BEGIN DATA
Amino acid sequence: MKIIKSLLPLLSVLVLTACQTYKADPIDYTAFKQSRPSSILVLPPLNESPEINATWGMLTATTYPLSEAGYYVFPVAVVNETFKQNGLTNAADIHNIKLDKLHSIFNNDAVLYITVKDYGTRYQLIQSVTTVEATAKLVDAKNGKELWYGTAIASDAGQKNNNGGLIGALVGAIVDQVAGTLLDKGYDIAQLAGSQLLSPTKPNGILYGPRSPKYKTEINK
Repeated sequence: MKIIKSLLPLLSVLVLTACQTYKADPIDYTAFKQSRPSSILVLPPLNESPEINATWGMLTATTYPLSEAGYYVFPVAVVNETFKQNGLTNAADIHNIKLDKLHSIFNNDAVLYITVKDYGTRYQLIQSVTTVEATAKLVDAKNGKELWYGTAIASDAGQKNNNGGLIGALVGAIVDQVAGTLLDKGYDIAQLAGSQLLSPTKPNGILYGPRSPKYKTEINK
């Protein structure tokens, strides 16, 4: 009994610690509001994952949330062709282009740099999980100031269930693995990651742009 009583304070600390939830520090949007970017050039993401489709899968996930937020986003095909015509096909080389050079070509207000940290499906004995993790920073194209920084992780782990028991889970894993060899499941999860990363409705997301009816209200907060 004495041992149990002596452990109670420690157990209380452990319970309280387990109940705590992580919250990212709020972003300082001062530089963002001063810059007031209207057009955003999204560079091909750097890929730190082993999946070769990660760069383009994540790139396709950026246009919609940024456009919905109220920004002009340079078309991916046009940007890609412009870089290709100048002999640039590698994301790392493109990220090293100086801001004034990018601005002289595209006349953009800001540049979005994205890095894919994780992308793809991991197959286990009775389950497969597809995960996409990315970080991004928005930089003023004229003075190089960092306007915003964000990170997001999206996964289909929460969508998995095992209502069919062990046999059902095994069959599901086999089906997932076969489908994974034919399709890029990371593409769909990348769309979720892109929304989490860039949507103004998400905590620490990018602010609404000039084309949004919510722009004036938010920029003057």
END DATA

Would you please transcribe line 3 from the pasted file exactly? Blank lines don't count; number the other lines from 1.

């Protein structure tokens, strides 16, 4: 009994610690509001994952949330062709282009740099999980100031269930693995990651742009 009583304070600390939830520090949007970017050039993401489709899968996930937020986003095909015509096909080389050079070509207000940290499906004995993790920073194209920084992780782990028991889970894993060899499941999860990363409705997301009816209200907060 004495041992149990002596452990109670420690157990209380452990319970309280387990109940705590992580919250990212709020972003300082001062530089963002001063810059007031209207057009955003999204560079091909750097890929730190082993999946070769990660760069383009994540790139396709950026246009919609940024456009919905109220920004002009340079078309991916046009940007890609412009870089290709100048002999640039590698994301790392493109990220090293100086801001004034990018601005002289595209006349953009800001540049979005994205890095894919994780992308793809991991197959286990009775389950497969597809995960996409990315970080991004928005930089003023004229003075190089960092306007915003964000990170997001999206996964289909929460969508998995095992209502069919062990046999059902095994069959599901086999089906997932076969489908994974034919399709890029990371593409769909990348769309979720892109929304989490860039949507103004998400905590620490990018602010609404000039084309949004919510722009004036938010920029003057």